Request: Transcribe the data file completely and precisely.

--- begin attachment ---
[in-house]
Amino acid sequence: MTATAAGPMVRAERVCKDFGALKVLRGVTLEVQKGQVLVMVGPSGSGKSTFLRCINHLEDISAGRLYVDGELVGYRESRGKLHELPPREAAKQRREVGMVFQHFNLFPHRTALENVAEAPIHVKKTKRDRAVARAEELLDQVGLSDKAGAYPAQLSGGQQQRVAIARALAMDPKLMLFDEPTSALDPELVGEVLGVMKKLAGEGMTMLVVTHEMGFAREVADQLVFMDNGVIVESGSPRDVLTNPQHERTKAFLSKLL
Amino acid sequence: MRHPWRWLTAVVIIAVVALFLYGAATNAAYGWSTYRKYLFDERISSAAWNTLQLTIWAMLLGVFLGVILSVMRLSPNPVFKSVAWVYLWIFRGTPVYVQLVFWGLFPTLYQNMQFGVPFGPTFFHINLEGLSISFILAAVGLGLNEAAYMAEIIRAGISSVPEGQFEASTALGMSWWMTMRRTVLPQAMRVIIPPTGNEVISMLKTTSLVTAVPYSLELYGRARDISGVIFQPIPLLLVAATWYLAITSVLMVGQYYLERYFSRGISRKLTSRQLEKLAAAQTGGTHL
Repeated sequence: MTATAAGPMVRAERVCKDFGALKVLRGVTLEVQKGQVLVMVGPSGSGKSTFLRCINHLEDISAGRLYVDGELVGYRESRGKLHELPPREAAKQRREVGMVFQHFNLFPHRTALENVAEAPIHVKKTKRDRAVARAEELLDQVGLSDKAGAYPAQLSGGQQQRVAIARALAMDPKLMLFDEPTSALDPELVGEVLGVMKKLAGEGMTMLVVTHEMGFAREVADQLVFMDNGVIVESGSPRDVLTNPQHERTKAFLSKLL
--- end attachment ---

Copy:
[in-house]
Amino acid sequence: MTATAAGPMVRAERVCKDFGALKVLRGVTLEVQKGQVLVMVGPSGSGKSTFLRCINHLEDISAGRLYVDGELVGYRESRGKLHELPPREAAKQRREVGMVFQHFNLFPHRTALENVAEAPIHVKKTKRDRAVARAEELLDQVGLSDKAGAYPAQLSGGQQQRVAIARALAMDPKLMLFDEPTSALDPELVGEVLGVMKKLAGEGMTMLVVTHEMGFAREVADQLVFMDNGVIVESGSPRDVLTNPQHERTKAFLSKLL
Amino acid sequence: MRHPWRWLTAVVIIAVVALFLYGAATNAAYGWSTYRKYLFDERISSAAWNTLQLTIWAMLLGVFLGVILSVMRLSPNPVFKSVAWVYLWIFRGTPVYVQLVFWGLFPTLYQNMQFGVPFGPTFFHINLEGLSISFILAAVGLGLNEAAYMAEIIRAGISSVPEGQFEASTALGMSWWMTMRRTVLPQAMRVIIPPTGNEVISMLKTTSLVTAVPYSLELYGRARDISGVIFQPIPLLLVAATWYLAITSVLMVGQYYLERYFSRGISRKLTSRQLEKLAAAQTGGTHL
Repeated sequence: MTATAAGPMVRAERVCKDFGALKVLRGVTLEVQKGQVLVMVGPSGSGKSTFLRCINHLEDISAGRLYVDGELVGYRESRGKLHELPPREAAKQRREVGMVFQHFNLFPHRTALENVAEAPIHVKKTKRDRAVARAEELLDQVGLSDKAGAYPAQLSGGQQQRVAIARALAMDPKLMLFDEPTSALDPELVGEVLGVMKKLAGEGMTMLVVTHEMGFAREVADQLVFMDNGVIVESGSPRDVLTNPQHERTKAFLSKLL